Happy Independence Day! While you grill meats, listen to rock ‘n’ roll, and celebrate our nation’s independence from the bloody Brits, take some time to reflect upon the rights you likely take for granted. Among those wonderful rights protected by the United States Constitution and its amendments, perhaps the most controversial (debatable, yes) is the First Amendment, broadly known as the one protecting the freedoms of speech, religion, press, and association.
While it’s one of our most cherished parts of the Bill of Rights, it’s also one that has spawned intense debates over various acts that fall within its purview. Let’s look at five of those distinctly aggressive yet (thankfully) protected acts of speech. We’ll skip the most obvious one since it’s become so mundane you can easily web-search it and contribute to a $12 billion based largely out a particular Californian valley. Still don’t know what it is? Here, let me Google that for you.
“Shit. Piss. Fuck. Cunt. Cocksucker. Motherfucker. Tits.”
There I said it. It wasn’t so hard now, but four decades ago, it got comedian George Carlin arrested after a gig in Milwaukee. You can say those words all you want in public now — you should be protected — but don’t you dare drop them on broadcast television.
Watch Carlin’s legendary routine (from years after he got arrested) below:
Burning the American Flag
Love it or hate it, desecrating the American flag is a protected act of symbolic political speech. As of 1989, it is no longer a criminal offense to burn the flag. Senators may have attempted to revive the ban, but for now, it’s a protected act of defiance. Many other countries still have strict criminal punishment for flag desecrators.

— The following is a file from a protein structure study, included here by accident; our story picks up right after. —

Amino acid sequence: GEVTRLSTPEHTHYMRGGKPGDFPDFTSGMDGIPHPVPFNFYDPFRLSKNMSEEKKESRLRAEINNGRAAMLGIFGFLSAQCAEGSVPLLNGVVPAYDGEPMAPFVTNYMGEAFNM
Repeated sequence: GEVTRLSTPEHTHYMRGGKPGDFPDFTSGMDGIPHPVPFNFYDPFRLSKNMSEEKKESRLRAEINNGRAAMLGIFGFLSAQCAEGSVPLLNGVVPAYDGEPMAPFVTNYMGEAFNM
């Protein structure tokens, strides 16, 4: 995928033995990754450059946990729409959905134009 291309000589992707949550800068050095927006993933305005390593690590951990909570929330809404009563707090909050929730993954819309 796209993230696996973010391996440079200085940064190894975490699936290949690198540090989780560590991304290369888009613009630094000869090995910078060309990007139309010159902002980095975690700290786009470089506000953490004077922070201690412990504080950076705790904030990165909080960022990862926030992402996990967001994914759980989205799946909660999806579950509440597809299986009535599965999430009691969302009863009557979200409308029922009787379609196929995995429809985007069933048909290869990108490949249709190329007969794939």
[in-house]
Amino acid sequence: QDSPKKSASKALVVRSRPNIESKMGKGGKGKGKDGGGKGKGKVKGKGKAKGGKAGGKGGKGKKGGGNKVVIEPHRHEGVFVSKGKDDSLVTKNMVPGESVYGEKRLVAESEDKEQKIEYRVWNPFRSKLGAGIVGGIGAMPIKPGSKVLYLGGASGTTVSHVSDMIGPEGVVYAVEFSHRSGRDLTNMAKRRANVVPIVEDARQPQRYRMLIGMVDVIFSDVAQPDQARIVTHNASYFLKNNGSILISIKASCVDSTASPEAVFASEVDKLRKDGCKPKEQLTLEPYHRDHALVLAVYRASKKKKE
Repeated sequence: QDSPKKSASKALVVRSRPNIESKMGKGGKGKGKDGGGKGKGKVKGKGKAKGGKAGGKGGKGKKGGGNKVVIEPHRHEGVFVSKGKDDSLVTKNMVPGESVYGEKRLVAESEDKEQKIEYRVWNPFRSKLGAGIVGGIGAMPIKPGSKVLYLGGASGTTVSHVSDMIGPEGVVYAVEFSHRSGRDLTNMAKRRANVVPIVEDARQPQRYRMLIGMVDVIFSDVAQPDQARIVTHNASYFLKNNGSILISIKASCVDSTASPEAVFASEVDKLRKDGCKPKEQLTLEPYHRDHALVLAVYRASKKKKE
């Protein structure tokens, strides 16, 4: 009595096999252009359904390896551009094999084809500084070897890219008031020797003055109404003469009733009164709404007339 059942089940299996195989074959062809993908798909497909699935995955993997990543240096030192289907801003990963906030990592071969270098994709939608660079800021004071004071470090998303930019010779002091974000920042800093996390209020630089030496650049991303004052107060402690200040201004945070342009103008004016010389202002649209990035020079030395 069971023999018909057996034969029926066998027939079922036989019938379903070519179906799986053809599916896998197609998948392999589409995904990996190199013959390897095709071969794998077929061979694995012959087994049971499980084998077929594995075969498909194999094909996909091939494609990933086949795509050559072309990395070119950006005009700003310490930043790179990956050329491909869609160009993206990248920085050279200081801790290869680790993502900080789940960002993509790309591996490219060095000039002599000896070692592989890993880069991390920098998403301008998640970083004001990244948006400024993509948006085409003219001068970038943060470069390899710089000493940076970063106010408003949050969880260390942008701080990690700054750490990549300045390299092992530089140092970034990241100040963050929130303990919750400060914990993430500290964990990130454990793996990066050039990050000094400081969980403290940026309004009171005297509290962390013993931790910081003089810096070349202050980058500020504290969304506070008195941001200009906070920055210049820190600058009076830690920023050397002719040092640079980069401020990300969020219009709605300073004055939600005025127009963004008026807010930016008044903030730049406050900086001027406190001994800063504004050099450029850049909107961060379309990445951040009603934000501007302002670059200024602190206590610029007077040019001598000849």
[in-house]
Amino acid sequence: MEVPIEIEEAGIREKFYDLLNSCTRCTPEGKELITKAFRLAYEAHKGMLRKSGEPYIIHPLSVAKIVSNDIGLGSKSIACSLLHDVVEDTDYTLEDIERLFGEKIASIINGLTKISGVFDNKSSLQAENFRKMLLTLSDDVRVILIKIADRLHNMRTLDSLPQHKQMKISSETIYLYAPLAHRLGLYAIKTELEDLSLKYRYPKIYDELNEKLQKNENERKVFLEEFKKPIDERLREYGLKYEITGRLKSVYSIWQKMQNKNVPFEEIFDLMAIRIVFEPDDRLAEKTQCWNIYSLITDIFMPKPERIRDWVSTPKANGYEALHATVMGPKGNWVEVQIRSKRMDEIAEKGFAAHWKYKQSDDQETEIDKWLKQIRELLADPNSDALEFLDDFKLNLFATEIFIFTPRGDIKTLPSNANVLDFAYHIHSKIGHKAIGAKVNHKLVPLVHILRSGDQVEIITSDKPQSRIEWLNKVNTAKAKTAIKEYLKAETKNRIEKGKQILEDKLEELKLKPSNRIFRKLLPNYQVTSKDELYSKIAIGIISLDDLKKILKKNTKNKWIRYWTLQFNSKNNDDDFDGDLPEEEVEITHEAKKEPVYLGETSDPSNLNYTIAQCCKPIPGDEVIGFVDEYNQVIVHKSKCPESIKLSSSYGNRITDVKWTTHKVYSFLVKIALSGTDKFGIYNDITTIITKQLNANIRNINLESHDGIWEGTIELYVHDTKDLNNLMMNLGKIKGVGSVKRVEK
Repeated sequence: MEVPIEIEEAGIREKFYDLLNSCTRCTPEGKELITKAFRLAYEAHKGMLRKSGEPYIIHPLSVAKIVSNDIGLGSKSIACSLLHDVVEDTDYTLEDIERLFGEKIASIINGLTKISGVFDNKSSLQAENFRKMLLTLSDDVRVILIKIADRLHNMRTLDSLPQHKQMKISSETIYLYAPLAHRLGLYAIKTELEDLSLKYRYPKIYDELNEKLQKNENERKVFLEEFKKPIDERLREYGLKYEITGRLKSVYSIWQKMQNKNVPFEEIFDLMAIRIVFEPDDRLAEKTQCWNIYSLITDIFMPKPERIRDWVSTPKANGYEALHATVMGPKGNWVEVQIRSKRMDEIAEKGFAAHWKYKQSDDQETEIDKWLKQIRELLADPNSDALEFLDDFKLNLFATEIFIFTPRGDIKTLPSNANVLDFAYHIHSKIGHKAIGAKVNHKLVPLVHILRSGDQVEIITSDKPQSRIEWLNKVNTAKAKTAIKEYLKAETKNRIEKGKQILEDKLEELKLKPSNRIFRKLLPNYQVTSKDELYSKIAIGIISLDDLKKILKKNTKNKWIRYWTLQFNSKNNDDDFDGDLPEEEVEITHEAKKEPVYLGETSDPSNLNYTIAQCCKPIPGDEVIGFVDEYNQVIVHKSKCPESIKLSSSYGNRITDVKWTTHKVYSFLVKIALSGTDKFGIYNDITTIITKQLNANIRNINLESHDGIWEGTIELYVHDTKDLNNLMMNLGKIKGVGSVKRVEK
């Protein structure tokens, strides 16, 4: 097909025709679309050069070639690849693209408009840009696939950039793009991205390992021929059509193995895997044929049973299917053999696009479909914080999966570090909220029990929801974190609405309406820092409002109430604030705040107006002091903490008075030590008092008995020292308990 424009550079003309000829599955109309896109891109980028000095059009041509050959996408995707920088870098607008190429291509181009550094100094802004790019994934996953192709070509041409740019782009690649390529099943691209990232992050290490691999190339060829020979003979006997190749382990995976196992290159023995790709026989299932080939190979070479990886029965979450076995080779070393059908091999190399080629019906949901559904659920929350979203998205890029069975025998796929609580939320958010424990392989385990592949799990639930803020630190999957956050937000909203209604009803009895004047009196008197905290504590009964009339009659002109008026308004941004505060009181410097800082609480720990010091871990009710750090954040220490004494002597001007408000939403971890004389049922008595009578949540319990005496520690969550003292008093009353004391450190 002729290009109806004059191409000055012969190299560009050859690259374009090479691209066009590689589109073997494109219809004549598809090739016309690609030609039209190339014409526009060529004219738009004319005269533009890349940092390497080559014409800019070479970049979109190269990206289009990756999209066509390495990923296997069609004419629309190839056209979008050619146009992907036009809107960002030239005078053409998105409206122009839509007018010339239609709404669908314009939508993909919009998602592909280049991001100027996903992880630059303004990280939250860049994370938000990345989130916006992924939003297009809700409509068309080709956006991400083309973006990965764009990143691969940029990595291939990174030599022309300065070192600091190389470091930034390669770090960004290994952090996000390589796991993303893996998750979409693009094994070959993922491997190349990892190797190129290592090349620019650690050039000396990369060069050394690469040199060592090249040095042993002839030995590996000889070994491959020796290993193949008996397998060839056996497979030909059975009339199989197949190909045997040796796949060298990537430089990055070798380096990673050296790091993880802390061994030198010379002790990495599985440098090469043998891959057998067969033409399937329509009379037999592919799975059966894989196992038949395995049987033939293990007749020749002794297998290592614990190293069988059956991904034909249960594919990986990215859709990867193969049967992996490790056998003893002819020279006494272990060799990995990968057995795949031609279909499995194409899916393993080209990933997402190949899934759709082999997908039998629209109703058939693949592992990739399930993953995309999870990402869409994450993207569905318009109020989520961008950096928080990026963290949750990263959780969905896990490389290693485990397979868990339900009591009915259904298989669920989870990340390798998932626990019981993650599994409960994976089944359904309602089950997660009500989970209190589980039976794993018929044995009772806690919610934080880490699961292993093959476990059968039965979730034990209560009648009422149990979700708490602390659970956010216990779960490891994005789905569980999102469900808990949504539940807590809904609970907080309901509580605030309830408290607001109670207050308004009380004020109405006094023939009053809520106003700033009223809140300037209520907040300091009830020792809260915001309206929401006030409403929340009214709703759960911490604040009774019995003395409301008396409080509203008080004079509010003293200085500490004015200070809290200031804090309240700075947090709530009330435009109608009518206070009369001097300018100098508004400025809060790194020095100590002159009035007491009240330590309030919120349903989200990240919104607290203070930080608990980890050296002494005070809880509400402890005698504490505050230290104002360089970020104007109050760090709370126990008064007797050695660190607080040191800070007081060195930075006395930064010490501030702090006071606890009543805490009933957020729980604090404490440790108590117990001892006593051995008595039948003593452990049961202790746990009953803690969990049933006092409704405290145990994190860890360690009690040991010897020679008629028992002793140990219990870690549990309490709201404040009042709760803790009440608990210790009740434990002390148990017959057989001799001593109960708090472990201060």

Watch video below of an honorably-discharged Marine burning Old Glory with some anarchist friends. It may make you squirm, and it may make your blood boil, but be thankful our Constitution protects it. Amen:
There are plenty of examples of inflammatory speech we see every day — racism, sexism, Nazism, plain ol’ stupidity — but few have stirred as much controversy in the past decade as Pastor Terry Jones‘ unending desire to burn the Koran, the Muslim holy book, as an act of protest against another religion he finds detestable:
On a similar note of protected inflammatory speech, here are some folks (including Jones) burning an effigy of President Obama for what they deemed “National Burn Effigies of Obama Day.” Think for a second how in most other countries, throughout most of world history, this hateful act would undoubtedly land you in jail or worse:
Ritual Animal Slaughter
In a 1993 Supreme Court decision overturning a local law against ritual animal slaughter, Justice Anthony Kennedy wrote: “[R]eligious beliefs need not be acceptable, logical, consistent or comprehensible to others in order to merit First Amendment protection.”
That SCOTUS case focused on a city in south Florida, which is densely populated with people who practice the West African/Caribbean religion of Santería. To this day, many residents still partake in the ritual slaughter of animals like goats and roosters, as protected by the Constitution:
Intentionally Inflicting Emotional Distress via Parody
Should you be held liable for emotional distress inflicted upon a public figure you parody in even the seediest way? Thankfully, no, as SCOTUS officially ruled in 1988. That court case involved a parodic ad that ran in porn titan Larry Flynt’s Hustler magazine, featuring a fake confessional from fundamentalist Jerry Falwell recalling an incestuous encounter with his mother in an outhouse.
It may be crude, it may be rude, it may reflect poorly upon Flynt. But it’s protected speech:
And while we’re on the subject of Larry Flynt, watch this stirring scene from his 1996 biopic film in which lawyer Alan Isaacman (played by Edward Norton) reminds jurors that we live in a free country and that sometimes means we have to tolerate things we don’t necessarily like:
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